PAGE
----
In December, SAP Concur, the travel and expense management company, published its top executives’ predictions for the new year: “10 Trends That Will Shape Business Travel and Spend Management in 2019, and Beyond” At least two of the execs forecast changes that are squarely of concern to meeting professionals and the attendees they plan for: travel safety for women and data protection.
Female Traveler Safety
Kim Albrecht, the chief marketing officer at SAP Concur, expects the risks to female business travelers to emerge as a top concern in 2019. “Women make up more than 40 percent of all business travelers and that number is growing. Travel professionals agree that female business travelers face unique risks while traveling compared to their male counterparts, but what are they going to do about it?” asks Albrecht.
Pointing to a recent report from the Global Business Travel Association, she notes that only 18 percent of corporate travel safety policies specifically address women's safety needs. Yet, according to another GBTA survey published in October 2018, 83 percent of women say they have experienced one or more safety-related concerns or incidents while traveling for business in the past year.
“Because safety threats impact the well-being and productivity of female travelers, companies will need to place more serious emphasis on ensuring that their corporate travel policies address priority female concerns such as sexual harassment, assault, and theft. At the same time, women will take the initiative to demand companies take care of them, and this will become a key consideration for talent retention,” Albrecht says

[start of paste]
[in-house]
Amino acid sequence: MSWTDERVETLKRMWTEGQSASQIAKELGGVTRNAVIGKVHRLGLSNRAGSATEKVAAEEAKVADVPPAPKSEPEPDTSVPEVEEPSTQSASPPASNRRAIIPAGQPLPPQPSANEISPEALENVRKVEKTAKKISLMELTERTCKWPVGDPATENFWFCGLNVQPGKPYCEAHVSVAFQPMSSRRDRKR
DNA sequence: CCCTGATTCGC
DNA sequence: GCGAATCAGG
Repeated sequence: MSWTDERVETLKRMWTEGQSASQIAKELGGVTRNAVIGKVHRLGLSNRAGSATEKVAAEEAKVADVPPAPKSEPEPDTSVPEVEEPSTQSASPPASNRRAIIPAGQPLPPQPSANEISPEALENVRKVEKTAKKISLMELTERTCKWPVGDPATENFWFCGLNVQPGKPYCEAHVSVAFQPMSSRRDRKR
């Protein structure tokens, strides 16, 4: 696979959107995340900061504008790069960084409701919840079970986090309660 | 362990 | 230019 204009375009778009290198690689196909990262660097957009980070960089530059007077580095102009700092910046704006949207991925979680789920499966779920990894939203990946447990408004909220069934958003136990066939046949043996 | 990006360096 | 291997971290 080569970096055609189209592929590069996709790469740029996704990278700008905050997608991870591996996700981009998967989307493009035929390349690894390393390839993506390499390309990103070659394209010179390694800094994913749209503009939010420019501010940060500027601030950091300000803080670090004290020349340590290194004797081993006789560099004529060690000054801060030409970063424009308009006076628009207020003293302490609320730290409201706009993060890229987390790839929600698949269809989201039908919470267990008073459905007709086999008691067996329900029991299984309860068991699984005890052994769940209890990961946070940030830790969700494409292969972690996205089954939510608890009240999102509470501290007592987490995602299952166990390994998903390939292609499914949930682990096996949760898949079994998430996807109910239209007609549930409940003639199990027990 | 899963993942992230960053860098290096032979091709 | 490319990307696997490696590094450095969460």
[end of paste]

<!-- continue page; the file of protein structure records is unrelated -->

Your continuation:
Meeting corollary: Research whether your meeting risk-management plans consider the concerns of your female staff and attendees.
The prediction from Concur Labs’ Vice President John Dietz is a fundamental change in product engineering because of new data privacy regulation. “In 2018, [the General Data Protection Regulation] fundamentally changed how global technology companies work with user data. In 2019 and beyond, GDPR is now table stakes,” he says, a baseline requirement for any application. Looking ahead, product engineers and developers will be working to deliver both “ultimate protection and ultimate personalization,” Dietz notes, and the new approaches, will address privacy on a sliding scale versus simply offering opt-in or opt-out, which “opens the door to more possibilities for transparent data collection and machine learning.”
Meeting corollary: Work with your in-house data team and conference suppliers to ensure that the technologies they use to collect and share data are not just GDPR compliant, but flexible. Consider a “privacy dial” approach that allow users and/or their companies to increase or decrease the types of gathered data by filtering different levels of personally identifiable information.